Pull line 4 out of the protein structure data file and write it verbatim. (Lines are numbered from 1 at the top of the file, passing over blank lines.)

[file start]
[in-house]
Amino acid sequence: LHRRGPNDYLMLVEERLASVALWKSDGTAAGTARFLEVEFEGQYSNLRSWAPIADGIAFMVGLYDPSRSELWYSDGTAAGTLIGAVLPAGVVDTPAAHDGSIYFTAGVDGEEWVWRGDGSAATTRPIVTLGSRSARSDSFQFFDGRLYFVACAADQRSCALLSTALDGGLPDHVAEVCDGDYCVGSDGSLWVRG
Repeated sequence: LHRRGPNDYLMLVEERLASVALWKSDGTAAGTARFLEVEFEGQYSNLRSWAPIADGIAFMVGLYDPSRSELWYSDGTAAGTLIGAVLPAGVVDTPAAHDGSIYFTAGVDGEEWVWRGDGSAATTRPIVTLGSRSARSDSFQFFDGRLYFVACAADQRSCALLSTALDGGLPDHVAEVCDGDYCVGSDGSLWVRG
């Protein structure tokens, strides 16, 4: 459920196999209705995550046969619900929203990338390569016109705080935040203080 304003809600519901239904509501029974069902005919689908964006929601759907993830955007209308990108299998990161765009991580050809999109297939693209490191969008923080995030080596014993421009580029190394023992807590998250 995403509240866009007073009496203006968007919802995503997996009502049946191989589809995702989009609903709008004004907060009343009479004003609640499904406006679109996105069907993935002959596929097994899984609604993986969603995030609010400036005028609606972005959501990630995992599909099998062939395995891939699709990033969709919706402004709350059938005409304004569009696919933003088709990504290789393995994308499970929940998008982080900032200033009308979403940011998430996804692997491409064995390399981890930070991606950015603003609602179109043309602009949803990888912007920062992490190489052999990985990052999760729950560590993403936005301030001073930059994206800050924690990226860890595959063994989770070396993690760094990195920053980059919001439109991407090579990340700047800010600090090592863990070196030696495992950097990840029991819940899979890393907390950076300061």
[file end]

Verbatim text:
């Protein structure tokens, strides 16, 4: 459920196999209705995550046969619900929203990338390569016109705080935040203080 304003809600519901239904509501029974069902005919689908964006929601759907993830955007209308990108299998990161765009991580050809999109297939693209490191969008923080995030080596014993421009580029190394023992807590998250 995403509240866009007073009496203006968007919802995503997996009502049946191989589809995702989009609903709008004004907060009343009479004003609640499904406006679109996105069907993935002959596929097994899984609604993986969603995030609010400036005028609606972005959501990630995992599909099998062939395995891939699709990033969709919706402004709350059938005409304004569009696919933003088709990504290789393995994308499970929940998008982080900032200033009308979403940011998430996804692997491409064995390399981890930070991606950015603003609602179109043309602009949803990888912007920062992490190489052999990985990052999760729950560590993403936005301030001073930059994206800050924690990226860890595959063994989770070396993690760094990195920053980059919001439109991407090579990340700047800010600090090592863990070196030696495992950097990840029991819940899979890393907390950076300061």